I'm writing a Django Middleware class that I want to execute only once at startup, to initialise some other arbritary code. I've followed the very nice solution posted by sdolan here, but the "Hello" message is output to the terminal twice. E.g.

from django.core.exceptions import MiddlewareNotUsed
from django.conf import settings

class StartupMiddleware(object):
    def __init__(self):
        print "Hello world"
        raise MiddlewareNotUsed('Startup complete')

and in my Django settings file, I've got the class included in the MIDDLEWARE_CLASSES list.

But when I run Django using runserver and request a page, I get in the terminal

Django version 1.3, using settings 'config.server'
Development server is running at
Quit the server with CONTROL-C.
Hello world
[22/Jul/2011 15:54:36] "GET / HTTP/1.1" 200 698
Hello world
[22/Jul/2011 15:54:36] "GET /static/css/base.css HTTP/1.1" 200 0

Any ideas why "Hello world" is printed twice? Thanks.

  • 1
    just for curiosity, did you figured why the code in init.py gets executed twice?
    – Mutant
    Sep 17, 2012 at 22:31
  • 12
    @Mutant it only gets executed twice under runserver ... that is because runserver first loads up the apps to inspect them and then actually starts the server. Even upon autoreload of runserver the code is only exec once.
    – Pykler
    Jul 24, 2013 at 6:57
  • 4
    Wow I have been here.... so thank you again for the comment @Pykler, that is what I was wondering.
    – WesternGun
    Mar 21, 2018 at 12:10
  • @Pykler @Mutant it only gets executed twice under runserver you mean once..
    – Pycm
    Dec 30, 2023 at 18:58

11 Answers 11


Update: Django 1.7 now has a hook for this

file: myapp/apps.py

from django.apps import AppConfig
class MyAppConfig(AppConfig):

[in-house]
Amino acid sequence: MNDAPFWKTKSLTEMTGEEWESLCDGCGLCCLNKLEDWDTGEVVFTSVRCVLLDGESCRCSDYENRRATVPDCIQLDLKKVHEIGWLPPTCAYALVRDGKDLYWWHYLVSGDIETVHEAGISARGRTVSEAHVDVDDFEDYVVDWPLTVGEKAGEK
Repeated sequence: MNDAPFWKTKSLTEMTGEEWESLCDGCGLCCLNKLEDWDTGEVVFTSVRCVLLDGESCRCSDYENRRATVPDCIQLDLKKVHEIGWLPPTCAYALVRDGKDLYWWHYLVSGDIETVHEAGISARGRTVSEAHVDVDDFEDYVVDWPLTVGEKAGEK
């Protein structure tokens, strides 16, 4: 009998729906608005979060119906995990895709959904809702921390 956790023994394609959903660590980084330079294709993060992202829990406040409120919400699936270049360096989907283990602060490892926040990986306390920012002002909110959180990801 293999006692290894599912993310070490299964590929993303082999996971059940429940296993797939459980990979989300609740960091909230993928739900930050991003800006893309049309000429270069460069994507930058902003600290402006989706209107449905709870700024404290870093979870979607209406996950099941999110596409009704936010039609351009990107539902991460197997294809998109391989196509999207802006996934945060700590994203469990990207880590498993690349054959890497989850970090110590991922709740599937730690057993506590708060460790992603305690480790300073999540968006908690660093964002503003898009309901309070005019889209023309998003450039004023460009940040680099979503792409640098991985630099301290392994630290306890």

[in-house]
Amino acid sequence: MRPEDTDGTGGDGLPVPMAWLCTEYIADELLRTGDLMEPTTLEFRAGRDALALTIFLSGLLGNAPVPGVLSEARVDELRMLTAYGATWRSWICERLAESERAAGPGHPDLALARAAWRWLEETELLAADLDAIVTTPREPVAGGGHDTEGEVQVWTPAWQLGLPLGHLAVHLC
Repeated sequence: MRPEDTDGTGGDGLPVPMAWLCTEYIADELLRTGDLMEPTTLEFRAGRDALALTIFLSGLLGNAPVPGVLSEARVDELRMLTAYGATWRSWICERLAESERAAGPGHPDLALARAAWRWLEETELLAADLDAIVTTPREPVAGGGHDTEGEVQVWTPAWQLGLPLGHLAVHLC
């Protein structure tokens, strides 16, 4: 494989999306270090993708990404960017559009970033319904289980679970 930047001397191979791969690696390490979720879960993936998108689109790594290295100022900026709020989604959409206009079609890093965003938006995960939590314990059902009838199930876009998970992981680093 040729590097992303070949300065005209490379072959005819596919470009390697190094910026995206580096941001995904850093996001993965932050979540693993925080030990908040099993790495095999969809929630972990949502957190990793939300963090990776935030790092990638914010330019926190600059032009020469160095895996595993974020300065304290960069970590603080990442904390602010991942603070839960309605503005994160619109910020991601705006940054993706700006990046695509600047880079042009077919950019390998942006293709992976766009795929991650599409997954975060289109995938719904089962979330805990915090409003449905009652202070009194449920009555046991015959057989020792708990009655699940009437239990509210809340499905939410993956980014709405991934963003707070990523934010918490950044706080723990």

name = 'myapp'
    verbose_name = "My Application"
    def ready(self):
        pass # startup code here

file: myapp/__init__.py

default_app_config = 'myapp.apps.MyAppConfig'

For Django < 1.7

The number one answer does not seem to work anymore, urls.py is loaded upon first request.

What has worked lately is to put the startup code in any one of your INSTALLED_APPS init.py e.g. myapp/__init__.py

def startup():
    pass # load a big thing


When using ./manage.py runserver ... this gets executed twice, but that is because runserver has some tricks to validate the models first etc ... normal deployments or even when runserver auto reloads, this is only executed once.

  • 6
    I think this gets executed for each process that loads the project. So, I can't think of why this wouldn't work perfectly under any deployment scenario. This does work for management commands. +1 Aug 29, 2013 at 16:17
  • 3
    I understand that this solution can be used to execute some arbitrary code when the server starts but is it possible to share some data that would be loaded? For example, I want to load an object that contains a huge matrix, put this matrix in a variable and use it, via a web api, in each request a user can do. Is such a thing possibe?